Title:

A study of the helical aerial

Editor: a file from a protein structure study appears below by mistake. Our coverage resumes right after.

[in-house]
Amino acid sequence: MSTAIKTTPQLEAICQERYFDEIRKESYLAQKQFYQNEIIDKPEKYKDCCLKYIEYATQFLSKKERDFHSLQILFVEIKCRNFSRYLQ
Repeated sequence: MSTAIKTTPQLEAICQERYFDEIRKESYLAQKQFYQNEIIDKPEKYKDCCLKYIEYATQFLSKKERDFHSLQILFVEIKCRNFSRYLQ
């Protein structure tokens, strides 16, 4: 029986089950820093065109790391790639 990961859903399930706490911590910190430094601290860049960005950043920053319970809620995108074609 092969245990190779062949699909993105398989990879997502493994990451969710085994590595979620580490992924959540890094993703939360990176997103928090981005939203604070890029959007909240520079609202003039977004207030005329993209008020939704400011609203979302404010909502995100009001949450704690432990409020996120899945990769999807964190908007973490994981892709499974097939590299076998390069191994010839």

1. The theory of electromagnetic wave propagation along an infinite helical conductor using (a) the Sheath Helix model and (b) the Tape Helix model has been applied to the helical aerial a result the following predictions have been made for she first time, for any pitch angle . (i) the upper frequency limit of the Endfire Helical Aerial by means of the Sheath Helix Model (ii) the upper and lower frequency limits of the Endfire Helical Aerial by means of the 'ape Helix Model. (iii) the upper and lower frequency limits of the Broadside Helical Aerial with Coaxial Conducting Cylinder using the Sheath Helix model. 2. As a result of the above theoretical investigations it has been predicted and confined experimentally that the upper frequency limit of the helical aerial is not independent of length as had previously been reported. she form of this variation can be computed and the theoretical values agree with experiment to an accuracy or better than 10%. 3. The prediction has been further made and confirmed that what was previously believed to be a lower limit of pitch angle of 5° for the Endfire Helical Aerial does not in fact exist. Satisfactory experiments have been carried out with pitch angles as lo',: as 1.8 °, which was the lowest physically possible at the frequency of operation used. It is believed now that there is no lower limit of pitch angle. 4. It has been predicted and confirmed that the free space circumferential length C equal to unity is not the centre frequency of operation of the helical aerial in general. It is the centre frequency only for short aerials using a medium helical pitch angle. for low pitch angle helices Cλ equal to unity is well above the upper frequency limit of the aerial, and for long helices this may also be the case even for a medium pitch angle. 5. It has been found that it is not always possible to neglect the effect of the ground screen on the radiation pattern of the helix. Specifically when the ground screen is (a) several wavelengths in diameter or (b) constructed of n radial wires the pattern is profoundly affected, adversely. Experiment has been limited to n≤8. 6. A Tchebycheff type of current distribution has been proposed for the helical aerial. It has beer shown theoretically, using the assumption of a constant amplitude travelling wave, that the prospect of increased directivity from this distribution is severely restricted because of the linking up turns necessary. Reduced sidelobe level has been obtained however, in agreement with the above simplified theory, over the small frequency range determined by the narrow pitch turns. The measured current distribution shows large fluctuations by comparison with the simple uniform helix. 7. General theoretical solutions which in principle enable the base velocity to be calculated, and hence the frequency limits of the aerial to be predicted, have been obtained for the first time for each of the following cases:  (i) The Sheath and Tape Helix with a Coaxial Conducting Cylinder (ii) The Tape Helix wound on a dielectric tube (iii) The Sheath Helix embedded in a dielectric medium, with a hollow coaxial tube. (iv) Two Coaxial Sheath Helices. Calculations have been carried out only in Case (i) for the Sheath Helix and approximate calculation for the Tape Helix. 8. What is believed to be a new type of helical aerial  he linearly polarised ConoraRound Helix is proposed. Some measurements have been made, and the travellingwave analysis for the simple helix has been extended to include this case. 9. A critical review has been made of the theory that all EndFire Travelling Wave aerials intrinsically possess the same pattern bandwidth.